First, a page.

Follow Up:

Five years after autologous transplantation of ex vivo cultured and genetically modified stem cells, the transgenic epidermis of the  patient remained stable without blistering. The transgenic epidermis showed blister-free wound healing, with no appearance of skin contracture. To evaluate the histopathological structure as well as the immunohistochemical components of the transgenic epidermis, a skin biopsy was taken from a transplanted area. Fluorescence in situ hybridization and a vector-specific t-LAMB3 probe demonstrated that the transgenic epidermis was composed entirely of transgenic keratinocytes. Furthermore, immunofluorescence analysis demonstrated that the amount of the dermo-epidermal structural protein laminin-332, was equivalent to that of healthy skin. The transgenic epidermis showed physiological epidermal stratification. Within the dermis, hair follicles and sebaceous and sweat glands could be detected. The absence of laminin-332 from entry to the hair follicle indicated that a stable boundary between transgenic and nontransgenic cells had been established and that stem cells from the hair follicles had not competitively displaced the transgenic epidermal stem cells. Furthermore, the transgenic epidermis was shown to have a physiological amount of correctly localized CD1a-positive Langerhans cells, melanin A antibody-positive melanocytes, and synaptophysin-positive Merkel cells. Collagen IV was present in physiological amounts along blood vessels and the basement membrane. Elastic microfibrils in the stratum papillare region of the dermis appeared reduced, whereas they were detected correctly arranged in the stratum reticulare. The decrease of these elastic microfibrils suggests a slight dermal fibrosis in the area of transgenic skin in JEB-nh patients. The transcription factor p63 could be strongly downregulated after transplantation and showed similar density and localization of healthy skin. The cold-warm sensation improved progressively over the follow-up period reaching normal values after 5 years. Mechanical pain perception in the area of the transgenic skin of the transplanted patient was within the normal range over the entire observation period. A similar trans-epidermal water loss of the transgenic skin and healthy control skin was observed. The levels of melanin were similar to those of a healthy control group. The skin hydration of the transgenic skin was slightly below the threshold values 2 and 3 years after transplantation and reached a similar skin hydration as a healthy control skin after 5 years.. The patient did not require any treatment with moisturizing ointments or drugs following transplantation.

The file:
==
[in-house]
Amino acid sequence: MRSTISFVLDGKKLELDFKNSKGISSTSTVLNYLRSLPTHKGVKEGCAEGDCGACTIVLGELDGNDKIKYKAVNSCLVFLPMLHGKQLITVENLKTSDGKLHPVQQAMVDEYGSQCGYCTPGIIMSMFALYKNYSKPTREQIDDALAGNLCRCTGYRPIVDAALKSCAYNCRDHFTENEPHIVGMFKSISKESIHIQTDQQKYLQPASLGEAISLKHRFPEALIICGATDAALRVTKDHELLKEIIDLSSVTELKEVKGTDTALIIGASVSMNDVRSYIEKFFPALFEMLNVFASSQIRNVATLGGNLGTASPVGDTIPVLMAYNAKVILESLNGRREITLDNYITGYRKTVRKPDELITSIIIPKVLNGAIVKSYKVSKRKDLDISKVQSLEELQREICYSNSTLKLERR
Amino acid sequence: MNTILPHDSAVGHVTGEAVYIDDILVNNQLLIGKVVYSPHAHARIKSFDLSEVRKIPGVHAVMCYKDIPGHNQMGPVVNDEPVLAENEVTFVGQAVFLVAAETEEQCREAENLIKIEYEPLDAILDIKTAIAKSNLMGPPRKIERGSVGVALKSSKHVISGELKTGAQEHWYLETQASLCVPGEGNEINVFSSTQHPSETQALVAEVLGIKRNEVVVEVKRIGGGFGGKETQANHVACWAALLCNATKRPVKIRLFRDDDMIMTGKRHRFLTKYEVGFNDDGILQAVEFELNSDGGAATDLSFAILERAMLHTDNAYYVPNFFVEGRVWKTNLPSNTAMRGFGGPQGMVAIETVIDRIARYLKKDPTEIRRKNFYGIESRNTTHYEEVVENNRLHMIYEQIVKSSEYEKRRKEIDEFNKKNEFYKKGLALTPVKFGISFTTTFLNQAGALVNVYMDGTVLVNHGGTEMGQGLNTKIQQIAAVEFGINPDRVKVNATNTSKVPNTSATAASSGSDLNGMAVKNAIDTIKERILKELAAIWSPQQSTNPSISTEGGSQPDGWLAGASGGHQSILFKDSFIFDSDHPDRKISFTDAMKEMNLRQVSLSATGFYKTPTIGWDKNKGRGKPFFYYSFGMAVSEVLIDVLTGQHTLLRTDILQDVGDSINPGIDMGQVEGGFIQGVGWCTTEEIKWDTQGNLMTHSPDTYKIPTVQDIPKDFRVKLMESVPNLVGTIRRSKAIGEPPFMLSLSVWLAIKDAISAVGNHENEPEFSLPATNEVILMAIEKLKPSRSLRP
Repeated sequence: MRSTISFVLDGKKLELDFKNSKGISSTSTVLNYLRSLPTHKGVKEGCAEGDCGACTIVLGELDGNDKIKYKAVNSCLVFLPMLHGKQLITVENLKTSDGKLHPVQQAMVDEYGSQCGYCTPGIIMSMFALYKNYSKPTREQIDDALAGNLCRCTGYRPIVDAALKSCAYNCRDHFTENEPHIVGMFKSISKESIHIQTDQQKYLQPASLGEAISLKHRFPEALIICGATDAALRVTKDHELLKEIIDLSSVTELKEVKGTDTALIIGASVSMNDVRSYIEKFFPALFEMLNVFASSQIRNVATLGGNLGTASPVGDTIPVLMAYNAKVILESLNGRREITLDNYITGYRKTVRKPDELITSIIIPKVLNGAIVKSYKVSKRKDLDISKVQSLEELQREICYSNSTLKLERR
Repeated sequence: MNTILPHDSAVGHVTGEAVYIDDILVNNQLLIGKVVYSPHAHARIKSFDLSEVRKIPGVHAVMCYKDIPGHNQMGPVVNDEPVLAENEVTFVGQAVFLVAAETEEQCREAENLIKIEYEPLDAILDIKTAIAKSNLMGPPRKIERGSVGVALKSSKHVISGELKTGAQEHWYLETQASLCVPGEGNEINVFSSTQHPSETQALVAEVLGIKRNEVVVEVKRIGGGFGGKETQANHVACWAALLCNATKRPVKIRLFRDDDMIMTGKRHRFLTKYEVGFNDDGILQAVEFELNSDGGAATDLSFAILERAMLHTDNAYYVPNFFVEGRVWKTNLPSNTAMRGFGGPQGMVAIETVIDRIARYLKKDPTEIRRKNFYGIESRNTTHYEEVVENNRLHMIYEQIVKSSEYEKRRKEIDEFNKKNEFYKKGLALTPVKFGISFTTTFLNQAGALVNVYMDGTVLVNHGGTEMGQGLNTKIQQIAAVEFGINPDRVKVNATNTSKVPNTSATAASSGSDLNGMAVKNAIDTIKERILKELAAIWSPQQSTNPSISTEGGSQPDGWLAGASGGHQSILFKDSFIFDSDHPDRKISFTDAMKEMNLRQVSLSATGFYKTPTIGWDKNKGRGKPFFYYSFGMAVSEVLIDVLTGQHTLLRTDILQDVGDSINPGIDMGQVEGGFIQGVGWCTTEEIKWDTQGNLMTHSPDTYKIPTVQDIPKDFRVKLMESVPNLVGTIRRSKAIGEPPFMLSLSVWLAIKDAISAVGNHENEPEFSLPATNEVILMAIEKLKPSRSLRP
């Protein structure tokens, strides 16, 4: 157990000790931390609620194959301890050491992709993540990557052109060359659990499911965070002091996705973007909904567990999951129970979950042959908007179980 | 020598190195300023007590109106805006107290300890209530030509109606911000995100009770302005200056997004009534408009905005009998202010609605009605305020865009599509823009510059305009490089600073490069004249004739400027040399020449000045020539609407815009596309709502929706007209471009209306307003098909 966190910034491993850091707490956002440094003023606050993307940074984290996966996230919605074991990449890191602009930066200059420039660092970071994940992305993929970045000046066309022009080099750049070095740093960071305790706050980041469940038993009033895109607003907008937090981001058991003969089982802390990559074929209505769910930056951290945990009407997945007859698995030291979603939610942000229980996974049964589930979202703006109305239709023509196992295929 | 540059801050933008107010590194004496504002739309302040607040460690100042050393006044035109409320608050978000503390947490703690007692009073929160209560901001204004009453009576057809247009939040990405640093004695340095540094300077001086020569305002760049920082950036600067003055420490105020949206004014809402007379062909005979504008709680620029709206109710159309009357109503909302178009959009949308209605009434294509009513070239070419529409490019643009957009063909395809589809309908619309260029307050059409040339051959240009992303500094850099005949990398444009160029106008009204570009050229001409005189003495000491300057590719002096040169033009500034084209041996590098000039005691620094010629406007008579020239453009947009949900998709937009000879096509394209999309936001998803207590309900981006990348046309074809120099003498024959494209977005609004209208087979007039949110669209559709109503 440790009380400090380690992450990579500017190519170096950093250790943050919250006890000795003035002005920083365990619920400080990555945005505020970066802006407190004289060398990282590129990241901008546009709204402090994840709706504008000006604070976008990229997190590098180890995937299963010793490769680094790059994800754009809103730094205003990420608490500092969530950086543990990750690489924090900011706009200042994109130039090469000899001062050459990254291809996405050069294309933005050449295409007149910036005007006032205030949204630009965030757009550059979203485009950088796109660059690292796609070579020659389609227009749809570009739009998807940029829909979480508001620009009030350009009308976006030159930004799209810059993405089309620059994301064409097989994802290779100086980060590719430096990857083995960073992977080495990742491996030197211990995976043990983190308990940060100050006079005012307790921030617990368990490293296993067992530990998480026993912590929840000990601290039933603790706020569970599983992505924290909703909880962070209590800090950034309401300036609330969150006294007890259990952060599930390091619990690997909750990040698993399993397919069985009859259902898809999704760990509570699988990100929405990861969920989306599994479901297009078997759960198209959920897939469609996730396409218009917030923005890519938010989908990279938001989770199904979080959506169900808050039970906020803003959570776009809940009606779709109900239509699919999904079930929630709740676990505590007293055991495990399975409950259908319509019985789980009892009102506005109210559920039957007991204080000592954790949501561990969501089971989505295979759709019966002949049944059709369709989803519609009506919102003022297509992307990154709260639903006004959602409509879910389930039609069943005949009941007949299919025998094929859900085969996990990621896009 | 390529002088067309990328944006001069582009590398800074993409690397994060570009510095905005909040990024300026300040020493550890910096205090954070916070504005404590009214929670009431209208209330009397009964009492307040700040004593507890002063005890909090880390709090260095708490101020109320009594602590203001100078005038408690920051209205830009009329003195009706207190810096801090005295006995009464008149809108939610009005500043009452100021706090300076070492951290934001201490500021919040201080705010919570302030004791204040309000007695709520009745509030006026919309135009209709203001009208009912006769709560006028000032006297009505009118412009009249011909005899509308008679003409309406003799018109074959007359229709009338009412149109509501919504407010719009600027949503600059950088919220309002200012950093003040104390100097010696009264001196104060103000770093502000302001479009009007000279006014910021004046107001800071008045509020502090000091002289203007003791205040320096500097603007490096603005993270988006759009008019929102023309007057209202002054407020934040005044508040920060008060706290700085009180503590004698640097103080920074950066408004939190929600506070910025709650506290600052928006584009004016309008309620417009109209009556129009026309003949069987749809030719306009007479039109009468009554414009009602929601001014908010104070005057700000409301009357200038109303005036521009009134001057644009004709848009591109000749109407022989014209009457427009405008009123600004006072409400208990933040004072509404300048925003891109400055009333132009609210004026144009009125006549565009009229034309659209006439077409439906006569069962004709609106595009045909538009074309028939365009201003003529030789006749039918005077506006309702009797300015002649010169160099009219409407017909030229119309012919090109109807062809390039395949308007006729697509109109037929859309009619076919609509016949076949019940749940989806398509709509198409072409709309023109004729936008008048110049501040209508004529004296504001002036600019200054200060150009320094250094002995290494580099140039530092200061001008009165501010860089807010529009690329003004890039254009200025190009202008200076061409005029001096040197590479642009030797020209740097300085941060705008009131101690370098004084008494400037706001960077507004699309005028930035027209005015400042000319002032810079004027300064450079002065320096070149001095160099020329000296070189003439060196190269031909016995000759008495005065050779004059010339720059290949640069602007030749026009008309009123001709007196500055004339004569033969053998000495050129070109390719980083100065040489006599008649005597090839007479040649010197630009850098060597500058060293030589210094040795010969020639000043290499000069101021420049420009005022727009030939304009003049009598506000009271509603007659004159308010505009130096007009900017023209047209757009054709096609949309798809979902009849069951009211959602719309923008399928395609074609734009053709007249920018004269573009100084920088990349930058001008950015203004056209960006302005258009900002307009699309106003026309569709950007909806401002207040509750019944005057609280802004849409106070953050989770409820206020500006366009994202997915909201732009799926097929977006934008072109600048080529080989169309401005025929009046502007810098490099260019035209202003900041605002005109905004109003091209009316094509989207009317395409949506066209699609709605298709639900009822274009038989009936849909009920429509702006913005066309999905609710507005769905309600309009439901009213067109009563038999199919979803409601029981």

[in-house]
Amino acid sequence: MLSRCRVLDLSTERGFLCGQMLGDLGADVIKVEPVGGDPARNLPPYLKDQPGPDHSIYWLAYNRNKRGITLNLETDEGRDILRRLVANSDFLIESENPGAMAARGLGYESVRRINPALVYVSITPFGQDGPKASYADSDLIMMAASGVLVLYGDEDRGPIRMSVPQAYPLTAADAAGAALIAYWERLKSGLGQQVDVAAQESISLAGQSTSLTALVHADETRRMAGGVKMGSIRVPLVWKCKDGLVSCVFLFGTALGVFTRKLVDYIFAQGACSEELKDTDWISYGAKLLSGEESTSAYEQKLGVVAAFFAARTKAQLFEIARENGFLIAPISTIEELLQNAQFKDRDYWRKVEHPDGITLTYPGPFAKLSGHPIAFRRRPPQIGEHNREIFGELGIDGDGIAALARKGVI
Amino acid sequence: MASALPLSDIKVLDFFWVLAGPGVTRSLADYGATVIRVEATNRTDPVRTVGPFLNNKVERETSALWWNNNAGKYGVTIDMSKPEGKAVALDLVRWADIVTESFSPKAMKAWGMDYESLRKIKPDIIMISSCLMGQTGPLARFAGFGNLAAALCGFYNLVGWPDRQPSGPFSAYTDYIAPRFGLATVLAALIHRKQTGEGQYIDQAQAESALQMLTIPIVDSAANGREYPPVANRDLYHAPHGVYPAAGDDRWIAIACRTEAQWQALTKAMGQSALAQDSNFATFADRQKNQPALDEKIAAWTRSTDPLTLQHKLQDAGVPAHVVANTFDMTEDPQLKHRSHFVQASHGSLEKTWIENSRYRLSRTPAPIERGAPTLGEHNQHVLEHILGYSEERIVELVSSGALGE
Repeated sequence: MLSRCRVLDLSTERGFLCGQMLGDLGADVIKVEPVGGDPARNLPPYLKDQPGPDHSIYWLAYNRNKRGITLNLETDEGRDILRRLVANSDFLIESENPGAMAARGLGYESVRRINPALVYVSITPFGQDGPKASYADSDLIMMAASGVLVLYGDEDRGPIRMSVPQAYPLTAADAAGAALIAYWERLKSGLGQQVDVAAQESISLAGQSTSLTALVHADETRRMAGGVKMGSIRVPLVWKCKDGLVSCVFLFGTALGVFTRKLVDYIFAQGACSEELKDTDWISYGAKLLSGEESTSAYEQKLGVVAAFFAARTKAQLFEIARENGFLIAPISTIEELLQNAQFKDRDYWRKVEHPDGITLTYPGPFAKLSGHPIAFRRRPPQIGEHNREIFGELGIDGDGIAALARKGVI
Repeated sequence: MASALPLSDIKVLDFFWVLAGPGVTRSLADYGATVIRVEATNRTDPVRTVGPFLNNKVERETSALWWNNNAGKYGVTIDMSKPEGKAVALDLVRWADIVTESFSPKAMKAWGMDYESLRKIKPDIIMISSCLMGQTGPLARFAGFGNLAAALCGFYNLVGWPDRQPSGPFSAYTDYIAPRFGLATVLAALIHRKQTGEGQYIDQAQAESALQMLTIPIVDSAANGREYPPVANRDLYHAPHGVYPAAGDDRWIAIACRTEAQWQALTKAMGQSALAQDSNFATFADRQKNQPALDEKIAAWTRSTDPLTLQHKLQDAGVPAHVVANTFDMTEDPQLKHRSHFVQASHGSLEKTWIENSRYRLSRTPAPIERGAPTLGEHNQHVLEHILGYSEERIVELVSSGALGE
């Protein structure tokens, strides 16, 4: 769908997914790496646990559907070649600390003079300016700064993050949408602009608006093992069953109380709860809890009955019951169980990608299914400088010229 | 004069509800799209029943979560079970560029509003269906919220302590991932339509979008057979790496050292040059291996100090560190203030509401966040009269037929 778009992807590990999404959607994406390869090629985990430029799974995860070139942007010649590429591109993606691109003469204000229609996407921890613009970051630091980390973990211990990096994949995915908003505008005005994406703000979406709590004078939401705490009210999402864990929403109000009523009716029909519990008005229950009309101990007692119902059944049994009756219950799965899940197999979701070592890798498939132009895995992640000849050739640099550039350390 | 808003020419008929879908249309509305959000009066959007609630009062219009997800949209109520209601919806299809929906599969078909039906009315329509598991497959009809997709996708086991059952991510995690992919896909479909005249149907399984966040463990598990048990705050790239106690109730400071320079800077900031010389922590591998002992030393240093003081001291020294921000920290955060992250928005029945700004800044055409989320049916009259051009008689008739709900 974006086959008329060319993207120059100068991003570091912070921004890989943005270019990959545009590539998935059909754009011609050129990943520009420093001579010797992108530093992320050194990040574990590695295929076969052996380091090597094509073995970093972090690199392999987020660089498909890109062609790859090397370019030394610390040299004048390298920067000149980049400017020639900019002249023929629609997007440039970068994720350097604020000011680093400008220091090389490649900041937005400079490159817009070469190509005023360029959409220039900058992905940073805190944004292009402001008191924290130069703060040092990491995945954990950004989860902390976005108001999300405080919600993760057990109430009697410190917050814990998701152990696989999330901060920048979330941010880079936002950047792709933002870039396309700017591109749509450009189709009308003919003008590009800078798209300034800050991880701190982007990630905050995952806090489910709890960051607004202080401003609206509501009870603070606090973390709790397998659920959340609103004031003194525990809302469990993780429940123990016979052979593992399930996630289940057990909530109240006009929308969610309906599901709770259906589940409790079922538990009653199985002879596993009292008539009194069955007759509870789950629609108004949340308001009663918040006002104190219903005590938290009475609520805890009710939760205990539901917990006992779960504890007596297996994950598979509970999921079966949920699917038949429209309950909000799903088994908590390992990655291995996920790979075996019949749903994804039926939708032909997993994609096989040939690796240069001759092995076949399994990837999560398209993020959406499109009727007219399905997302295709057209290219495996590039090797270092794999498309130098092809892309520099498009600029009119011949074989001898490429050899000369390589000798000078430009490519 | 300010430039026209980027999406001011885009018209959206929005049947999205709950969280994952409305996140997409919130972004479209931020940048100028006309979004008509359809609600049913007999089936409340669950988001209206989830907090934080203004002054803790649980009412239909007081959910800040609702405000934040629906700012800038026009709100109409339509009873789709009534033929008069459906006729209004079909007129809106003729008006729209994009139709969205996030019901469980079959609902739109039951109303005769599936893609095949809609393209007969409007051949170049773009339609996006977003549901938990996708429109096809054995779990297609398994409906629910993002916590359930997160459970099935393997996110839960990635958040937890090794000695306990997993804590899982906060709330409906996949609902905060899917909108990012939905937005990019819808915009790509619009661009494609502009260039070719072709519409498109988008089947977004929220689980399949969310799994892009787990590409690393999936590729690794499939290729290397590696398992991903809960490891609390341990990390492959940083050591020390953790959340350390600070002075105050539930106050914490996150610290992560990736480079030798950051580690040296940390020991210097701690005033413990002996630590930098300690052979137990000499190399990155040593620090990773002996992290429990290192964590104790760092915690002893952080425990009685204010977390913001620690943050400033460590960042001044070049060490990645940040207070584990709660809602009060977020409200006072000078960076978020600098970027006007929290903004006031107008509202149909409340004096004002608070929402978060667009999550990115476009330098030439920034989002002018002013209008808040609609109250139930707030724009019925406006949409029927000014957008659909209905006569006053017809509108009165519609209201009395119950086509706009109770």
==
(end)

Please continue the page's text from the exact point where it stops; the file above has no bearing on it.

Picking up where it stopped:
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Kueckelhaus M et al.: Transgenic Epidermal Cultures for Junctional Epidermolysis Bullosa – 5-Year Outcomes. N Engl J Med 2021; 385:2264-2270. DOI: 10.1056/NEJMoa2108544
Hirsch T et al.: Regeneration of the entire human epidermis using transgenic stem cells. Nature. 2017 Nov 16;551(7680):327-332. DOI: 10.1038/nature24487.
De Rosa et al.: Long-term stability and safety of transgenic cultured epidermal stem cells in gene therapy of junctional epidermolysis bullosa. Stem Cell Reports . 2013 Dec 26;2(1):1-8. doi: 10.1016/j.stemcr.2013.11.001.